Very rare antique Omani bandoleer belt with powder cartridges / tubes. Each tube contains enough powder for one shot with a musket. The tubes are closed by the leather strapped around it. Very thick leather, maybe rhino or hypo. Each tube is decorated with typical Omani geometric designs. The designs are burned into the tubes. A fire-striker has been attached to the bandoleer and a powder measure inserted.
Von Oppenheim (Ref 2) in 1900 writes about the bandoleers: also refers to the fine bandoleers in Oman: " Die pulver halter aber desto schoner. Es sind dies breite Gurtel , an denen eine Reihe Silberner, messinger oder holzerner Rohrchen zur aufname des je einen schuss erforderlichen pulvers und papierfropfens besfestigt sind, Die kugeln werden gesondert aufbewahrt. Nebenbei pflegt man noch ein kleines Horn mit Pulver fur dass schloss zu fuhren, wendet auch statt des Steinschlosses haufig noch lunten zum zunden an" So the Tubes can be of wood, brass or silver. The two pockets in the belt contain bullets and paper-wads.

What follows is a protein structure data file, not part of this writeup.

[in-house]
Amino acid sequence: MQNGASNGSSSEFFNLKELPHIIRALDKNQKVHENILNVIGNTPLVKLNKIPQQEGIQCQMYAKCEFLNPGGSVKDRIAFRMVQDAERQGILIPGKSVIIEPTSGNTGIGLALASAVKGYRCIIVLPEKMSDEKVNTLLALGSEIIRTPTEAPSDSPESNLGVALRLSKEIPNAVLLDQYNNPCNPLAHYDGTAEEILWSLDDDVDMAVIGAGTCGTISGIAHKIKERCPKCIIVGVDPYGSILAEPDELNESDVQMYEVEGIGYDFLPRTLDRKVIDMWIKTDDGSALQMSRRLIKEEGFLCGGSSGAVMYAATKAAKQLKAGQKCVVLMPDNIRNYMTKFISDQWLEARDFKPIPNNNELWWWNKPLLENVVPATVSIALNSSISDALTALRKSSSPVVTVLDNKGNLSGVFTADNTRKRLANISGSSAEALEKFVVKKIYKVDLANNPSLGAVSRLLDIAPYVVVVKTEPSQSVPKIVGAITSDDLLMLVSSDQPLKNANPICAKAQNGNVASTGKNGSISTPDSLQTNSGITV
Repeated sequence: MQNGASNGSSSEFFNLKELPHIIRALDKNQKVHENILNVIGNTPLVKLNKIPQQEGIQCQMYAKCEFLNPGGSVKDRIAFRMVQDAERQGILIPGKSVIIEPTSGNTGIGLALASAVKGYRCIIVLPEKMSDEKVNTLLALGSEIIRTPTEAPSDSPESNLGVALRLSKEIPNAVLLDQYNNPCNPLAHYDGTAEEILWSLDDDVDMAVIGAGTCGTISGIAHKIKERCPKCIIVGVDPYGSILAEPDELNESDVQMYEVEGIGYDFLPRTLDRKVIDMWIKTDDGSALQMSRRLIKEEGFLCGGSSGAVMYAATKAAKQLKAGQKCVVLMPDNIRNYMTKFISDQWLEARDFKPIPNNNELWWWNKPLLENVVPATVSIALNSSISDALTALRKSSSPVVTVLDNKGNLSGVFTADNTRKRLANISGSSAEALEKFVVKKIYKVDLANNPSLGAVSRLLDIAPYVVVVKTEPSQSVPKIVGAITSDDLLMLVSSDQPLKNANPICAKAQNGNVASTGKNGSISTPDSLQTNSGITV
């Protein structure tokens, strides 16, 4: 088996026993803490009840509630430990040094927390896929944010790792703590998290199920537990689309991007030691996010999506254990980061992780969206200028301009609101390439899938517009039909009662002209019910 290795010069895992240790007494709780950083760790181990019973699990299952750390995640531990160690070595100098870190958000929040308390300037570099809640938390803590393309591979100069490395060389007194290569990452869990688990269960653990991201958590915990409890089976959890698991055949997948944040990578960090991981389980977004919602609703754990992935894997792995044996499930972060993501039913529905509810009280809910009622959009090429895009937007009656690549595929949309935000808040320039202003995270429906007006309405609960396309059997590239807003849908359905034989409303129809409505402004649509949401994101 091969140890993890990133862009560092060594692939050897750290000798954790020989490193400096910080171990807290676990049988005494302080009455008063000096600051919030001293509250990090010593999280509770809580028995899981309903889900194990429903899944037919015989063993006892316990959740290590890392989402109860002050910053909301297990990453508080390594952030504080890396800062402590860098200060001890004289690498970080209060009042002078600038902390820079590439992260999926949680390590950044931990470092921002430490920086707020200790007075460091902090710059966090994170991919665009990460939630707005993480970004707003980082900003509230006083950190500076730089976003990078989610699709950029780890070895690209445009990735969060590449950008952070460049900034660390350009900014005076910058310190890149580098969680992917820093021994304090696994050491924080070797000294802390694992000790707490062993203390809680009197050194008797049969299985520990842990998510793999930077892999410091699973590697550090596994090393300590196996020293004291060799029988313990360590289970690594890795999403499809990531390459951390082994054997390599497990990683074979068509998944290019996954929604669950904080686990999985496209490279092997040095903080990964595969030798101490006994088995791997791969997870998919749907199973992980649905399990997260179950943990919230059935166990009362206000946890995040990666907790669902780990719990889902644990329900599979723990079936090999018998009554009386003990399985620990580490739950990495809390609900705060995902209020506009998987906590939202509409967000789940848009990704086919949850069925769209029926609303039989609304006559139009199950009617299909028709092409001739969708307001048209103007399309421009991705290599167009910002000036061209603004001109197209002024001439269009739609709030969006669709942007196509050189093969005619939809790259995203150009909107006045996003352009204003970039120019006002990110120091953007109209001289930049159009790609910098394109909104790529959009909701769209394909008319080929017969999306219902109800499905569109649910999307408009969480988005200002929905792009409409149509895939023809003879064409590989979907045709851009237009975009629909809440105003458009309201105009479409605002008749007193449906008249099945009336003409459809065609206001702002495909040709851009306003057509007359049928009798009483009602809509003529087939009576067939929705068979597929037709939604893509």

Stone (ref 1) in his 1934 book contains on page 326/327 "an Omani/ Zanzibari bandoleer, the belt has some similarities. However our bandoleer the wooden tubes are closed by the leather flap with a leather lace. The Zanzibar (Omani) bandoleer has tubes with silver caps and no leather flap. The 18th century Turkish bandoleer shown by Stone p 93 fig 119 does have a flap with lace, however the tubes have silver caps and the decoration on that example is typically Turkish"
The leather 'flap" above is used to close the tubes with a leather lace that is missing.
The ivory cartridge on the right belongs to the other bandoleer, but note similarities in design with the second wooden cartridge seen from the left.
Above is part of a drawing with the title "Muscat Arab's" from around 1800. It is the only illustration of an Omani wearing a (brown) bandoleer, in his belt. Drawing is part of collection British Museum